These results are the first to detail the findings of a web educational initiative for COVID-19. They show that when facts are appropriately sourced and manageably displayed, there is greater understanding in both clinician and general public. These gains are seen most in medical students, as well in lay comprehension of the novel pandemic.


During times of uncertainty and need for knowledge, such a resource could help provide clues on how to best educate on an evolving situation. Unproven treatments tend to get airtime, due to both controversy and influence (Liu et al., 2020). As a result, technologies have to be limber, worked with daily, and enable the highest level of accurate information. The future work of education must address the flexibility necessary for a changing situation by itself being limber. Such data would provide a fuller picture of the pandemic and allow clinicians to learn as treatment modalities change and resources become stretched.

Take Home Messages

  • Corona virus's rapid nature requires new means of educational intervention
  • Educational online tools can be used to increase general knowledge for lay people and healthcare practitioners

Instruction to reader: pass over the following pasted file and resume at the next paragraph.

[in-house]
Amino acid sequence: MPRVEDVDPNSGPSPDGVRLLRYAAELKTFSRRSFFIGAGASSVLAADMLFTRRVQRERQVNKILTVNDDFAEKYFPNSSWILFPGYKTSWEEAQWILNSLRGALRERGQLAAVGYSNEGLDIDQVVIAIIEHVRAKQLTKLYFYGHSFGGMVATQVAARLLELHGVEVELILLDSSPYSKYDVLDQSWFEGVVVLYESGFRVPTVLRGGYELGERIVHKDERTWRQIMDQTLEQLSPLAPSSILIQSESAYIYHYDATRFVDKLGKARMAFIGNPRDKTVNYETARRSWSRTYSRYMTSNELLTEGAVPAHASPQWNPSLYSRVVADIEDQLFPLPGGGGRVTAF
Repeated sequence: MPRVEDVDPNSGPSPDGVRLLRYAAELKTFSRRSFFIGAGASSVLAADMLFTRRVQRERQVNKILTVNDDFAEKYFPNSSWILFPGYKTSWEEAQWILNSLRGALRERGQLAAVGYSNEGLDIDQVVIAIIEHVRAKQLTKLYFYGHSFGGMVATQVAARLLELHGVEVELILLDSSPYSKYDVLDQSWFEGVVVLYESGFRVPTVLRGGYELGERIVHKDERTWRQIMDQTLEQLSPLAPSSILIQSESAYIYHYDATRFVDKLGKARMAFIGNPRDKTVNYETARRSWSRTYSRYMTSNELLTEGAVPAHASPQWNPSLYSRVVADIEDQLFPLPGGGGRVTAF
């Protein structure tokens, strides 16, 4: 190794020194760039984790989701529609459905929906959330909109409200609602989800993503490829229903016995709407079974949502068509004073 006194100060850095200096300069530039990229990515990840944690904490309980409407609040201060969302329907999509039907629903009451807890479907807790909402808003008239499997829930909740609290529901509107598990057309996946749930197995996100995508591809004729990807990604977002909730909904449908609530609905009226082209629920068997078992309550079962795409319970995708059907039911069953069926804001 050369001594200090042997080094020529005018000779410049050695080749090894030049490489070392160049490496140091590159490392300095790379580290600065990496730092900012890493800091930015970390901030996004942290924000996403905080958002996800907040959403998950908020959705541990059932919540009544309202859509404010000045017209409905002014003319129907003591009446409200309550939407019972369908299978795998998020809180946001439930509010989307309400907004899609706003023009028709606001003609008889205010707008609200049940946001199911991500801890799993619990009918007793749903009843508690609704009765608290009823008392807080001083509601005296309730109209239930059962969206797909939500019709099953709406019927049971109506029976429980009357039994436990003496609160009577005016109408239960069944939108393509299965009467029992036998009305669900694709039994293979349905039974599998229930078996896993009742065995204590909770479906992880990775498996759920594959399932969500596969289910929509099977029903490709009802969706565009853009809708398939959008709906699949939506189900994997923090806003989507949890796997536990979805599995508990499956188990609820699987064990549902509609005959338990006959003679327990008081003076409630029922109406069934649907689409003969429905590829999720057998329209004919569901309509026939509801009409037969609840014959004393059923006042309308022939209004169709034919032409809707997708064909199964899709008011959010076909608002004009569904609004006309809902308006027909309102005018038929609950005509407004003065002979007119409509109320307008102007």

• Difficult concepts like epidemiology can be made understandable on online mediums

Notes On Contributors

Kacper Niburski is a third year medical student at McGill University. He is interested in how technology can be used to increase medical education. See his work at: https://orcid.org/0000-0003-1519-1842.

Oskar Niburski is a software engineer working at the forefront of tech. He is interested in discovering new ways of analyzing data, to provide evidence-based decisions. 




Geldsetzer, P. (2020). 'Knowledge and Perceptions of COVID-19 Among the General Public in the United States and the United Kingdom: A Cross-sectional Online Survey', Annals Of Internal Medicine. https://doi.org/10.7326/M20-0912

Liu, M., Caputi, T., Dredze, M., Kesselheim, A., et al. (2020). 'Internet Searches for Unproven COVID-19 Therapies in the United States', JAMA Internal Medicine. https://doi.org/10.1001/jamainternmed.2020.1764




There are no conflicts of interest.